South Korean companies are fretting over a new industrial safety law that goes into effect Thursday, voicing concerns over the law’s lack of clarity and “excessive penalties” to hold CEOs accountable for fatal industrial accidents.
According to the Serious Accident Punishment Act, which targets companies with more than 50 employees, business owners or management held responsible could face a criminal penalty of a minimum one-year prison term or fines of up to 1 billion won ($835,000) for fatal industrial accidents under circumstances where safety measures are deemed insufficient.
In Korea, manufacturing and construction firms proceed with on-site projects involving dozens of smaller subcontractors. For accidents at building sites -- where the country’s highest number of severe accidents happened last year based on the Labor Ministry data, at 58 percent -- the people held responsible for safety accidents have mostly been on-site leaders, not executives.
To avoid becoming the first company punished under the new industrial accident law, companies have recently bolstered their safety manuals in preventive measure. Some companies adopted an automated or uncrewed system to minimize human accidents, others have also newly appointed safety experts to minimize risk.
Earlier this week, Hyundai Motor Group tapped Vice Presidents Lee Dong-seok and Choi Jun-young as chief safety operators. They will lead the group’s safety management organization and come up with preventive measures to minimize safety accidents, according to the group.
In an industry first, Samsung C&T’s engineering unit has introduced a rule to allow on-site workers to order the temporary suspension of a project upon identifying a risk factor, while the company covers related costs.
Lotte Chemical has said it will inject 500 billion won over the next three years to set up a strengthened safety system at the workplace.
Companies in shipbuilding, steelmaking and heavy industry, which require hundreds of on-site workers, have also restructured their safety establishments ahead of the law’s enforcement.
In the latest reshuffle, Posco has filled 40 percent of its executive director positions with those with a background in on-site working experience, focusing on expanding the number of management figures responsible for safety.
Market insiders view that the latest industrial safety law has also spurred companies’ adoption of uncrewed tasks and automation at workplaces.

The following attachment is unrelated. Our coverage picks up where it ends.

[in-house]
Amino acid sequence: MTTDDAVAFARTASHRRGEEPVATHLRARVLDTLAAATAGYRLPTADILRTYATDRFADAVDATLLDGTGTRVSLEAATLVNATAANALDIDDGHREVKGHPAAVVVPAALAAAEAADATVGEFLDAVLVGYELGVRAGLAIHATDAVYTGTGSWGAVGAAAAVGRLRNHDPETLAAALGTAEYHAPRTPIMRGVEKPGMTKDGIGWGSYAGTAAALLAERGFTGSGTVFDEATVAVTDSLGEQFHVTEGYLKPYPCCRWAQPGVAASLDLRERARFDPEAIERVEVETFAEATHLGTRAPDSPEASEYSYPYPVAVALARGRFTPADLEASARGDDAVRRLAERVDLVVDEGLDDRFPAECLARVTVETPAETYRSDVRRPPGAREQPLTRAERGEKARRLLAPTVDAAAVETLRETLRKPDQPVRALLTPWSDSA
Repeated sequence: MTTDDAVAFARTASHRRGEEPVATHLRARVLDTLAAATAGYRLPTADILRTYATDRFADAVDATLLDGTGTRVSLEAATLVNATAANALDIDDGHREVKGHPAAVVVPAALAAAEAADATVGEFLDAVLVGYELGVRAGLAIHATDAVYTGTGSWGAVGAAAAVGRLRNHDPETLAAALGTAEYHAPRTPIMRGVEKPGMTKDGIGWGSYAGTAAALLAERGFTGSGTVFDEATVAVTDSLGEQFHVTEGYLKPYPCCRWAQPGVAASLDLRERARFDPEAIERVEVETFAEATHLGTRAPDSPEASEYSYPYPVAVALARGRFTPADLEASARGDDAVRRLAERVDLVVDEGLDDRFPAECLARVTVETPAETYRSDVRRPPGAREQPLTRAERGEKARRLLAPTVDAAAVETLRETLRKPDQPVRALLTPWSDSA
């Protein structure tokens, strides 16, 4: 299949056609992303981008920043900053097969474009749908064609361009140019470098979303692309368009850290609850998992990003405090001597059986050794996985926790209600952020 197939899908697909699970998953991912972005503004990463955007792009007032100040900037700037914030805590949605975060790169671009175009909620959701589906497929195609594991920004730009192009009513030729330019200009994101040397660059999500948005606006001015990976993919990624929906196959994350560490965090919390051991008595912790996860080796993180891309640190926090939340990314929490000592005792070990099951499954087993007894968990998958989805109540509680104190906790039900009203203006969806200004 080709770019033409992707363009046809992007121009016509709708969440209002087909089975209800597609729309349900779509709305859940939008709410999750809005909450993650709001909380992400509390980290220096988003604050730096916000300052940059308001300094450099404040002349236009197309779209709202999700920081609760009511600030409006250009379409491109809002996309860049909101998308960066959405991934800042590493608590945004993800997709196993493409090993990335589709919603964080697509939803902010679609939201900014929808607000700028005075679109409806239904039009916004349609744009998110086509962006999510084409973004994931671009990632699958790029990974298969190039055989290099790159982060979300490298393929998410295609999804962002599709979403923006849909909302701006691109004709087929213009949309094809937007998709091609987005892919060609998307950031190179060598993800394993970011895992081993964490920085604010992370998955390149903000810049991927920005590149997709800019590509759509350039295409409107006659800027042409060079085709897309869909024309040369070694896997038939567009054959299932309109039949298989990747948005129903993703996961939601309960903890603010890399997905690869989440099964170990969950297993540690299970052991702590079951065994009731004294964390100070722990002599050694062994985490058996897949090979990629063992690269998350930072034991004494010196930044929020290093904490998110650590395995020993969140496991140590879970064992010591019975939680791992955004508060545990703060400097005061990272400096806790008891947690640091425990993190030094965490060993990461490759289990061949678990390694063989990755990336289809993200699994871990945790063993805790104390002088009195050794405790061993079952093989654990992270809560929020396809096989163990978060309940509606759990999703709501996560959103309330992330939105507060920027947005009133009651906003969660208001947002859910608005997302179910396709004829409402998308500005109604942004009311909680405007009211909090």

Hanwha Group has conducted a large-scale transformation toward automated and unstaffed work processes at its Daejeon site, following consecutive fatal accidents in 2018 and 2019. Since then, the company has reported no accidents.
Lack of clear legal framework
According to a Federation of Korean Industries survey of 215 member companies and 434 employees responsible for safety at work, 43.2 percent said the lack of specificity in the law was the biggest difficulty in its enforcement.
About 25 percent of respondents said the new law places undue burden of responsibility on the management or CEOs. Under the new law, a top executive can be held criminally liable for fatal accidents if the company did not have sufficient safety measures.
Nine in 10 working-level managers said the law needs revision or correction.
Another survey conducted by the Korea Enterprises Federation with the participation of 314 local companies also showed that 74.2 percent said the law should be revised to include penalty exemptions for top executives. Some 32 percent said the scope of the management’s responsibility for fatal accidents should be clearer. Eighteen percent said even the term “top management” should be clarified.
Experts agree that the law’s key terms remain vague and open to interpretation.
“The Serious Industrial Accident Law’s obscurity is so big that it creates confusion over who is subject to take responsibility and how to fulfill the duty. That may lead to the government’s subjective interpretation of the law,” said Jeong Jin-woo, a professor at Seoul National University of Science and Technology.
For example, if an employee has an accident while on a commuter bus, it remains unclear whether the top management is accountable for punishment, as it could be deemed either the bus driver’s fault or the company’s mismanagement or faulty operation of the bus.
“Since not all injuries caused during employment come under the category of ‘serious industrial accident,’ the new industrial safety accident law will require to closely look into cause and effect,” said Kang Seong-kyu, a professor at Gachon University’s Gil Hospital.
Meanwhile, small and medium-sized enterprises have expressed frustration over a lack of workforce and capital to strengthen their safety measures under the new law.
SMEs argue it is impossible to establish such a safety management system while working with subcontractors.
Considering that employees of subcontracted companies work at several construction sites as day laborers, it is difficult to set up a separate safety manual to educate those who would leave once their daily duty is finished.
Others also said the latest law is only benefitting law firms, consulting firms, and external safety management firms.
To enhance safety awareness among employees, conglomerates have been requesting law firms and consultants come up with responsive measures to the new law as well as evaluation of their safety manuals or educational materials.
“The purpose of the law was intended to minimize industrial accidents, not to spend money on getting legal advice for safety measures at the company. If the government does not spare the cost for following the safety measures, SMEs will merely prepare safety manuals to not get punished,” said a business owner who runs a facilities manufacturing firm in Suwon, Gyeonggi Province.
By Kim Da-sol (firstname.lastname@example.org)